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e-cigarette ‘vapers’ using them to quit smoking

2017-04-21T11:13:32+00:00 April 15th, 2013|NHS, Smoking|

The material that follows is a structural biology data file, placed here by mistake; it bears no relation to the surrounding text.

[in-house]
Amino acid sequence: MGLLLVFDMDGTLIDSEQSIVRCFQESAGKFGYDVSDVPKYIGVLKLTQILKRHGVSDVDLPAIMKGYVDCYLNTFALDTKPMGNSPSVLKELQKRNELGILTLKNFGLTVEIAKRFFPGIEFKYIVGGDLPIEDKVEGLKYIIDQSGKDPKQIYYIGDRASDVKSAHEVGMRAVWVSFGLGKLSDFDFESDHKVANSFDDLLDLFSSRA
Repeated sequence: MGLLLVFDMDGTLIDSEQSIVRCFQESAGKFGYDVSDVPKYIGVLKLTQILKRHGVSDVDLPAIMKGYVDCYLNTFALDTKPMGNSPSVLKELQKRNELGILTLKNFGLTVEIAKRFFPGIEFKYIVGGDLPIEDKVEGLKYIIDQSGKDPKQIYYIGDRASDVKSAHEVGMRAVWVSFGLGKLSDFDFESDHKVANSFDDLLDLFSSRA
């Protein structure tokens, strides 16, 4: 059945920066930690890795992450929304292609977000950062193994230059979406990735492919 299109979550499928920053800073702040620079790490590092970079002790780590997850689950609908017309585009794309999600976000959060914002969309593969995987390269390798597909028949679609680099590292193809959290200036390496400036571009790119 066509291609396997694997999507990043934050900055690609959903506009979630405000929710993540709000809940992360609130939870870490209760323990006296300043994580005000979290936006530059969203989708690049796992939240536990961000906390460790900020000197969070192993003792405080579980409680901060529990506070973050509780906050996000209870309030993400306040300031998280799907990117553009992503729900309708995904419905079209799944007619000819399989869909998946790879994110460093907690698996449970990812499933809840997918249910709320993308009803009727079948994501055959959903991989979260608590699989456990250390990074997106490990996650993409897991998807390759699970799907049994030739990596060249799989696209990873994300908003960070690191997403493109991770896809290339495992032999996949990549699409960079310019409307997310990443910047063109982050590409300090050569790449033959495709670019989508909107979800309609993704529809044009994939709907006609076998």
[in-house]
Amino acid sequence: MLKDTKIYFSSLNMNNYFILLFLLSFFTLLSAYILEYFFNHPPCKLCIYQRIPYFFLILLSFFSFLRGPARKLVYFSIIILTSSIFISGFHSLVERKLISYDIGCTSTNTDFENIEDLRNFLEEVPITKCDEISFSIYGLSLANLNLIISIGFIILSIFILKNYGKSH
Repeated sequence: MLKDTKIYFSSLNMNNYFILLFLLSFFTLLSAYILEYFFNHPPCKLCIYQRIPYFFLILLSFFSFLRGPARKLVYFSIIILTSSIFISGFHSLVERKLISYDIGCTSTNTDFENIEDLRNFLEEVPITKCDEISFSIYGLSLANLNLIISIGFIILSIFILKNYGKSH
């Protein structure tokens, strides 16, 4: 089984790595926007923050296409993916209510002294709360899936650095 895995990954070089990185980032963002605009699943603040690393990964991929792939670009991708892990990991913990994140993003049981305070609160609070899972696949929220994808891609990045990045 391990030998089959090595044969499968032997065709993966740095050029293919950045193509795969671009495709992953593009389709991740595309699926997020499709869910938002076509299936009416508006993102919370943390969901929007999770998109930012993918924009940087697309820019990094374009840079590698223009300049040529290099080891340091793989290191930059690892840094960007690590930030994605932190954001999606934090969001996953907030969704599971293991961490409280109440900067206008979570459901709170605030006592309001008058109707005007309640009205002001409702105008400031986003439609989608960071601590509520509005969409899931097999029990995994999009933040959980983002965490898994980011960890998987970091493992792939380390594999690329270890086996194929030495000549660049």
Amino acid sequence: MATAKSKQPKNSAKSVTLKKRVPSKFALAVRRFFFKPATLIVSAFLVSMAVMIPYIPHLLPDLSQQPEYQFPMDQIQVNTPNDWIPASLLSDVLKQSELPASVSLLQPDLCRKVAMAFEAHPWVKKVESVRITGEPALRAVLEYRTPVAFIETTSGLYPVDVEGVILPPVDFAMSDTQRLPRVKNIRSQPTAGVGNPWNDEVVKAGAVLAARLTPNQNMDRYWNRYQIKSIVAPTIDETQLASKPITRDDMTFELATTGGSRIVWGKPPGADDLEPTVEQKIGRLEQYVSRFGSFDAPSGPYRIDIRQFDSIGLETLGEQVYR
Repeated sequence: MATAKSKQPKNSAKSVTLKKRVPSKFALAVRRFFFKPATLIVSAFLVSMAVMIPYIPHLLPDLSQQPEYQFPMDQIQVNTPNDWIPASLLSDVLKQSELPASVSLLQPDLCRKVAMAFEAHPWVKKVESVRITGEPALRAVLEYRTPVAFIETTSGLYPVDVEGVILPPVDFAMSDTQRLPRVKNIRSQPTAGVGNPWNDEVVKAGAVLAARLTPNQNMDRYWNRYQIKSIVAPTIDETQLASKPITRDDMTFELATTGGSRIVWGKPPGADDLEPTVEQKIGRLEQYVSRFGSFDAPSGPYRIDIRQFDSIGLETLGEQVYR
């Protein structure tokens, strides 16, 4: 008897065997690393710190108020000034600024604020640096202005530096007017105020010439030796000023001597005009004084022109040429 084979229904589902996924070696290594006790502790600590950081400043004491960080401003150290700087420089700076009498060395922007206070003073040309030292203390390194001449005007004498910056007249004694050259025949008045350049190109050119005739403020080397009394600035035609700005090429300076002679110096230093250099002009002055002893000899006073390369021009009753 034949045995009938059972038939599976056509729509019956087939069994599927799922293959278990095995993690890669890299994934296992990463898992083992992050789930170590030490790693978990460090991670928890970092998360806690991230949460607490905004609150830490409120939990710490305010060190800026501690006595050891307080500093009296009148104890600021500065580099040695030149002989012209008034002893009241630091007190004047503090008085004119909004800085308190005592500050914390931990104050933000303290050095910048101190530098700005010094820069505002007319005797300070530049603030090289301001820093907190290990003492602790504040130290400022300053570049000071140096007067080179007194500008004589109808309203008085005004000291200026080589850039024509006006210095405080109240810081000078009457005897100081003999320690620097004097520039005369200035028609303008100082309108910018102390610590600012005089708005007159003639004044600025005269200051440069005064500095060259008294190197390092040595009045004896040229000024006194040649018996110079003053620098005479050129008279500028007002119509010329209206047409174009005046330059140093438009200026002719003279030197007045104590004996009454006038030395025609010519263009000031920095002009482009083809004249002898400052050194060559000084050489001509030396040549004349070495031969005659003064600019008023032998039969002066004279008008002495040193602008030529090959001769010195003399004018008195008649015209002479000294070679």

“Electronic cigarettes have helped almost nine out of ten smokers quit tobacco completely” the Metro reports. The claim is based on the results of an online survey on e-cigarette use and their effects on tobacco consumption. The survey’s participants were mainly recruited via the websites of two leading manufactures of e-cigarettes. The survey responses report an overall positive experience of e-cigarettes, for example: 75% of the sample said it had been several weeks or months since their last cigarette 91% said that use of the e-cigarette had ‘substantially decreased’ their craving for tobacco cigarettes 70% didn’t have as much of an urge to smoke A significant limitation to the study is that the survey was self-selecting; people using the brand’s websites chose to take part. It could be the case that people with a positive experience of using e-cigarettes were more likely to take part than people with negative experiences. So the results may not be representative. Also, the study did not assess whether these people actually quit smoking as a result of e-cigarette use. This means the results cannot be compared to the effectiveness of stop-smoking treatments that have been properly tested and does not prove that e-cigarettes are an effective method of helping people to quit smoking. Further research comparing e-cigarettes with other forms of ‘quitting tools’ (such as nicotine patches) in the form of a large randomised controlled trial or cohort study is required. Where did the story come from? The study was a cross-sectional survey carried out by researchers from the University of East London and was published in the peer-reviewed medical journal Addiction. The study received no sources of financial support. The Metro’s headline that ‘Electronic cigarettes ‘help nine out of ten smokers quit tobacco completely’ appears to have been wrongly interpreted from the results [...]